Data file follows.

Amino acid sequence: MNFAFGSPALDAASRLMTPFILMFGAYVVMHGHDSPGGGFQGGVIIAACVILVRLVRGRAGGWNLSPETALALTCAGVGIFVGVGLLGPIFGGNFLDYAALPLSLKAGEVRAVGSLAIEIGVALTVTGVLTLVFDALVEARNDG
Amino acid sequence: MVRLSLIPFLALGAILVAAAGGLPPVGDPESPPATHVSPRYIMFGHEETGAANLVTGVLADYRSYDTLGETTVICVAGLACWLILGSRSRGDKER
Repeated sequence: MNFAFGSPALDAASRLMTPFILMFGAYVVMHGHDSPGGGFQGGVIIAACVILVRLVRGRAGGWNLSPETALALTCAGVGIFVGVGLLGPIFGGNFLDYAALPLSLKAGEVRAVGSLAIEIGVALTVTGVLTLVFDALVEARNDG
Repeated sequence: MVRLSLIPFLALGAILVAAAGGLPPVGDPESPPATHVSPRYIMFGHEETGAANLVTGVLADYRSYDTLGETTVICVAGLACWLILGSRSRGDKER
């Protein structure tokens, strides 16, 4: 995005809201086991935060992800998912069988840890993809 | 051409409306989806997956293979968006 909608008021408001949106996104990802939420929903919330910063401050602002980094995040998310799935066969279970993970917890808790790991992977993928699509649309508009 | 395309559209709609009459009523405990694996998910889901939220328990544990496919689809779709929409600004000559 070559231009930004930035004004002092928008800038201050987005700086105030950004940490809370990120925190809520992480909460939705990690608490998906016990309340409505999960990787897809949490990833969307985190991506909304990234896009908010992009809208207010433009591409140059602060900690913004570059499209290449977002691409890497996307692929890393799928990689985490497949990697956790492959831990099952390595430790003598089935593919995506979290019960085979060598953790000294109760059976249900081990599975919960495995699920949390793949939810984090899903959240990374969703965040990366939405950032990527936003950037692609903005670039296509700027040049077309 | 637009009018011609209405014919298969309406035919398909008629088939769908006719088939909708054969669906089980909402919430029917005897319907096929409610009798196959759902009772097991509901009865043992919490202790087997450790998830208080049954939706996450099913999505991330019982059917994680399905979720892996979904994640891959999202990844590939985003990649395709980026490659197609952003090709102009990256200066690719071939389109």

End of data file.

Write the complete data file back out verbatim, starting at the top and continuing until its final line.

Amino acid sequence: MNFAFGSPALDAASRLMTPFILMFGAYVVMHGHDSPGGGFQGGVIIAACVILVRLVRGRAGGWNLSPETALALTCAGVGIFVGVGLLGPIFGGNFLDYAALPLSLKAGEVRAVGSLAIEIGVALTVTGVLTLVFDALVEARNDG
Amino acid sequence: MVRLSLIPFLALGAILVAAAGGLPPVGDPESPPATHVSPRYIMFGHEETGAANLVTGVLADYRSYDTLGETTVICVAGLACWLILGSRSRGDKER
Repeated sequence: MNFAFGSPALDAASRLMTPFILMFGAYVVMHGHDSPGGGFQGGVIIAACVILVRLVRGRAGGWNLSPETALALTCAGVGIFVGVGLLGPIFGGNFLDYAALPLSLKAGEVRAVGSLAIEIGVALTVTGVLTLVFDALVEARNDG
Repeated sequence: MVRLSLIPFLALGAILVAAAGGLPPVGDPESPPATHVSPRYIMFGHEETGAANLVTGVLADYRSYDTLGETTVICVAGLACWLILGSRSRGDKER
């Protein structure tokens, strides 16, 4: 995005809201086991935060992800998912069988840890993809 | 051409409306989806997956293979968006 909608008021408001949106996104990802939420929903919330910063401050602002980094995040998310799935066969279970993970917890808790790991992977993928699509649309508009 | 395309559209709609009459009523405990694996998910889901939220328990544990496919689809779709929409600004000559 070559231009930004930035004004002092928008800038201050987005700086105030950004940490809370990120925190809520992480909460939705990690608490998906016990309340409505999960990787897809949490990833969307985190991506909304990234896009908010992009809208207010433009591409140059602060900690913004570059499209290449977002691409890497996307692929890393799928990689985490497949990697956790492959831990099952390595430790003598089935593919995506979290019960085979060598953790000294109760059976249900081990599975919960495995699920949390793949939810984090899903959240990374969703965040990366939405950032990527936003950037692609903005670039296509700027040049077309 | 637009009018011609209405014919298969309406035919398909008629088939769908006719088939909708054969669906089980909402919430029917005897319907096929409610009798196959759902009772097991509901009865043992919490202790087997450790998830208080049954939706996450099913999505991330019982059917994680399905979720892996979904994640891959999202990844590939985003990649395709980026490659197609952003090709102009990256200066690719071939389109």